How Much Debt-to-cash Ratio Should You Ideally Have? (Guest Post)
How much debt-to-cash ratio should you have for securing your financial life? Tough question to answer since we need both cash and debt in our life. Isn’t it?
Cash is used as a denominator to measure financial security. If you don’t have cash, you’re screwed. You can’t always depend on your credit cards and home equity during a financial crisis. The equity could disappear any minute. If you use a credit card to solve your immediate debt problems, you would have to pay a high-interest later. It’s like giving yourself a severe punishment.
Too much debt can ruin your financial life. Cash is the only safety net.
During the recession, many people got their heads blown off due to acute debt problems. Desperate time calls for desperate measures. Some people enrolled in a debt reduction program to get out of debt. Some people filed bankruptcy to pay off their debts. The situation wouldn’t have been that worse if they had cash in their wallet.
How much debt-to-cash ratio is good?
Let us find out how much debt-to-cash ratio you should have.
1. Having cash more than your debt: This is a great position to be in. You’re leading a healthy financial life. You’re less likely to be in a financial crisis. However, buy a health insurance policy, auto insurance policy, and liability insurance as per your affordability.
2. Having 100% debt-to-cash ratio: This is also not a bad position to be in. It’s like you have a $200,000 mortgage and $200,000 in your savings account. You’re also less likely to be in a financial problem. There is a great probability you won’t have to sell a property due to financial crunch. Try to have as many income streams as possible to increase your financial security.
1. Having a debt-to-cash ratio below 600%: You should have a fixed income every month. You should have a high-profile job or a business where your income would increase over time. You have to work for a long period. So forget about early retirement. There is no scope for that in your life.
A typical example of a moderate debt-to-cash ratio
You owe $450,000 on your home loan, $100,000 on student loan and have $150,000 in cash.
2. Having a debt-to-cash ratio between 600% and 1000%: Have you bought a new apartment? Have you made a huge down payment on your house? Are you left with only $40,000 in your savings account and $400,000 mortgage? In that case, you shouldn’t worry too much. This is a temporary situation. You can overcome it. You can rebuild your cash-reserve. Just do a part-time job or start a side business.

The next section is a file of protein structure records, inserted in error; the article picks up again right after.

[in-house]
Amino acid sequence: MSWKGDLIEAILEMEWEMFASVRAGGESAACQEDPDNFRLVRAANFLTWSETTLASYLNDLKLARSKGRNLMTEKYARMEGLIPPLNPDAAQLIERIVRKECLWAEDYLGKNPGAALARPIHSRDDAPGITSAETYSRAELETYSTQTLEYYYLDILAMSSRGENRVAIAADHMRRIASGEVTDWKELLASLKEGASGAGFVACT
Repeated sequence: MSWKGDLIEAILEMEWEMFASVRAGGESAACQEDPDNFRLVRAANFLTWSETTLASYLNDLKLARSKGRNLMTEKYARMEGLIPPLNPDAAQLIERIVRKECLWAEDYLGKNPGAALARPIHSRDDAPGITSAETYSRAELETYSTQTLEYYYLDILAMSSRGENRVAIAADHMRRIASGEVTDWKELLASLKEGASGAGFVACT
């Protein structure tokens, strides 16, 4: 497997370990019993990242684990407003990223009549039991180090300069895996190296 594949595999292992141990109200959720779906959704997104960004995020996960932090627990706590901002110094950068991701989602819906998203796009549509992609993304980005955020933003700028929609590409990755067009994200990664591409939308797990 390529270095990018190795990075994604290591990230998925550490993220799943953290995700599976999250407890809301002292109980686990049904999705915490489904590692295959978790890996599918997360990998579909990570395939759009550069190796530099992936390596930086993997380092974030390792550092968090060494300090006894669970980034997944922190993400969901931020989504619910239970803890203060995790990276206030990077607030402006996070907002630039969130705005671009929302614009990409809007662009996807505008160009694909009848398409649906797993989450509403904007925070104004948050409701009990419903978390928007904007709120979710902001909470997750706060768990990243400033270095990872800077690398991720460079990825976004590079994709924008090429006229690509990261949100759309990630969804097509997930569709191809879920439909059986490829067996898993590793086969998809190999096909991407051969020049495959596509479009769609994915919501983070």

1. Having a 1000% debt-to-cash ratio: You’re at a great financial risk when your debt is 10 times more than your cash. You can be in a great financial crisis if your income drops due to some reasons. Your income should be extremely high and you have to manage your finances carefully.
A typical example of high debt-to-cash ratio
You make $300,000 every year. You have 3 massive student loans and 2 mortgages on your shoulder.
What should be your ultimate financial goal?
Your ultimate financial goal should be to get out of debt without running out of cash. You should try to preserve your cash reserve. There are several ways to pay off debt without running out of cash. Some of them are explained below.
- You can negotiate a lump sum settlement with your creditors. The catch is you’ll pay less than what you owe. You can negotiate on your own or hire a good debt negotiation company for settling your debts.
- You can develop a new website and start offering paid services to potential clients for increasing your cash reserve. If you’re a web developer, you can develop user-friendly and visually appealing websites for your clients to accelerate your income. Use the money for paying off debts.
- You can create a budget and start living frugally to reduce unnecessary expenses. You can use this amount for paying down your debts.
- You can work hard and ask for a hike based on your exemplary performance. If you can get a good hike, then you can easily make extra payments to your creditors every month.
Don’t incur too much debt in your life because you’ll be ruined. If you really have to, then take on debt for buying appreciating real estate properties. Even if there is a financial crisis, you should be able to fetch a good amount from rents.
Try to maintain a ‘no debt’ position since this may help you lead a comfortable life even after your retirement.